B-Type Natriuretic Peptide Assay Value Small in Assessing Hypertrophic Cardiomyopathy
Overlapping values among categories of heart failure severity and confounding variables of left ventricular wall thickness and age limit the value of plasma B-type natriuretic peptide in assessing patients with hypertrophic cardiomyopathy, said researchers from Minnesota in a report in this week’s issue of the journal Circulation (Circulation. 2004;109:984–989OpenUrl).
In the study, led by Barry J. Maron, MD, of the Hypertrophic Cardiomyopathy Center of the Minneapolis Heart Institute Foundation, researchers found that B-type natriuretic peptide had a statistically significant association to the degree of limitation suffered by 107 assessed patients with hypertrophic cardiomyopathy. The researchers noted that the marker had less value in distinguishing between patients with heart failure symptoms and those without than between those with no symptoms and those with severe symptoms.
They concluded that it is independently associated with the presence and magnitude of heart failure in this group of patients, but it has limitations. The researchers wrote, “Considerable variability in BNP [B-type natriuretic peptide] values among patients with different symptom magnitude, and the independent impact of confounding variables such as LV [left ventricular] wall thickness (and age), substantially restrict the practical clinical usefulness of BNP as a blood test marker for heart failure in HCM [hypertrophic cardiomyopathy].”
Clot Buster Plus Abciximab No Better Than Abciximab Alone in Percutaneous Coronary Intervention
Patients who received only abciximab fared as well as those who received abciximab along with the clot buster reteplase before undergoing a percutaneous intervention such as balloon angioplasty or stenting, said German researchers in a report in the February 25, 2004, issue of The Journal of the American Medical Association (JAMA. 2004;291:947–954OpenUrlCrossRefPubMed).
The researchers, led by Adnan Kastrati, MD, from the Deutsches Hezzentrum Technische Universitat in Munich, Germany, and colleagues in the Bavarian Reperfusion Alternatives Evaluation (BRAVE) study, wanted to find out if adding reteplase to the treatment could limit the infarct size in patients who had had a myocardial infarction. The study took place in the wake of others that had determined that patients who came to community facilities without catheterization capabilities benefited more from transferring to centers where percutaneous intervention could be undertaken than from remaining in place and undergoing treatment with clot-busting drugs.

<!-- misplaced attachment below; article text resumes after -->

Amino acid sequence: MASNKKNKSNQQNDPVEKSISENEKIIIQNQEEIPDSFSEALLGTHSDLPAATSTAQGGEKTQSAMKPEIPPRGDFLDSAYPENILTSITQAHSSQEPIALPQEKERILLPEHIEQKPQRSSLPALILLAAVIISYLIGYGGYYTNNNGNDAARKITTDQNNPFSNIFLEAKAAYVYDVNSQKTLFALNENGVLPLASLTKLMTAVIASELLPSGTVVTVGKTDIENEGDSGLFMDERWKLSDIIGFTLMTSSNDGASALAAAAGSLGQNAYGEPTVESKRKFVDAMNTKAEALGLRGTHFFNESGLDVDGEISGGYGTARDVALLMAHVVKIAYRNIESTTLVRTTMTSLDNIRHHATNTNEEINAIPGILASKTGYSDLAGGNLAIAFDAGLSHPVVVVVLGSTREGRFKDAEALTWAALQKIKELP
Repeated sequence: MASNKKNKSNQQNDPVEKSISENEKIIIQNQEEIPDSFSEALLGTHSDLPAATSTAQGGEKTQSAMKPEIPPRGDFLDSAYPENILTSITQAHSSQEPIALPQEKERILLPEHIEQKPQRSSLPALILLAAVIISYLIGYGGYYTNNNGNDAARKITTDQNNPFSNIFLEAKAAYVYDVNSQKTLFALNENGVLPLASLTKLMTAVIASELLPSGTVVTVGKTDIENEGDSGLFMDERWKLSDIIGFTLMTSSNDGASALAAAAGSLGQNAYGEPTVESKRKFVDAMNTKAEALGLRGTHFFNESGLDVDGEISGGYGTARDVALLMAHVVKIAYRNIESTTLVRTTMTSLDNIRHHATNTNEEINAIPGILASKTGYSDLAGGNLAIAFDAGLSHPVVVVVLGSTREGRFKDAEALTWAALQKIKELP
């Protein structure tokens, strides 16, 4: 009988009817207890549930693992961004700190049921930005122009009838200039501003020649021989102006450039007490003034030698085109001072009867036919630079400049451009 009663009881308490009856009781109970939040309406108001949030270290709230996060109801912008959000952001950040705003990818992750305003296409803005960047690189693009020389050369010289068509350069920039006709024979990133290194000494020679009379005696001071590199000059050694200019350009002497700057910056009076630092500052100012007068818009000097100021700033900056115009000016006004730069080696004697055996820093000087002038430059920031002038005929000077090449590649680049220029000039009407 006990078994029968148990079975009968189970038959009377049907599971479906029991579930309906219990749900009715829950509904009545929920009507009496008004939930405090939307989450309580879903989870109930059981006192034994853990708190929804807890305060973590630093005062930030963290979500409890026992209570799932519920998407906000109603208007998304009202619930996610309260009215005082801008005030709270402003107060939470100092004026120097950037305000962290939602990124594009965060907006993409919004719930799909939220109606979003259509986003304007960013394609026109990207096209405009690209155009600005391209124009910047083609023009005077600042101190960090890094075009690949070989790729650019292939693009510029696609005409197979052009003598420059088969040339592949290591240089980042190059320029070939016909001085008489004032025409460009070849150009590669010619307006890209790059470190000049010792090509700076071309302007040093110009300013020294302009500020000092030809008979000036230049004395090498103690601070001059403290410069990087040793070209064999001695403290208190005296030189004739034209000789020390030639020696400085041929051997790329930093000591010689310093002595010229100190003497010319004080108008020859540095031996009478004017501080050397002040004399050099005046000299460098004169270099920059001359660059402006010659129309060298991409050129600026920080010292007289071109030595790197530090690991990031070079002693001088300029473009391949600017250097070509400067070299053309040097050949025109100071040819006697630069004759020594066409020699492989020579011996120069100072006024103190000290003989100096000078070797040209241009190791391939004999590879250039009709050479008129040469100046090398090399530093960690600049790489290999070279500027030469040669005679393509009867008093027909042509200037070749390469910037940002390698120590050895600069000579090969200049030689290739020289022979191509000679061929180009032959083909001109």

Between May 3, 2001, and June 2, 2003, the researchers studied 253 patients admitted to 13 community hospitals without percutaneous intervention facilities (186 patients) and to 5 hospitals with such capabilities (67 patients). All arrived at the hospitals within 12 hours of the first symptoms of their myocardial infarction. One hundred twenty-five received the combination, and 128 received abciximab alone. All were then either transferred for a percutaneous intervention or went to the catheter lab for that treatment. Later, researchers measured the size of the infarct through single-photon emission computed tomography.
“The final infarct size of the left ventricle, the primary end point of the trial, was 13% in the reteplase plus abciximab group and 11.5% in the abciximab group,” the researchers reported. “The mean (average) difference in final infarct size of the left ventricle between the reteplase plus abciximab group and the abciximab group was 1.3%.”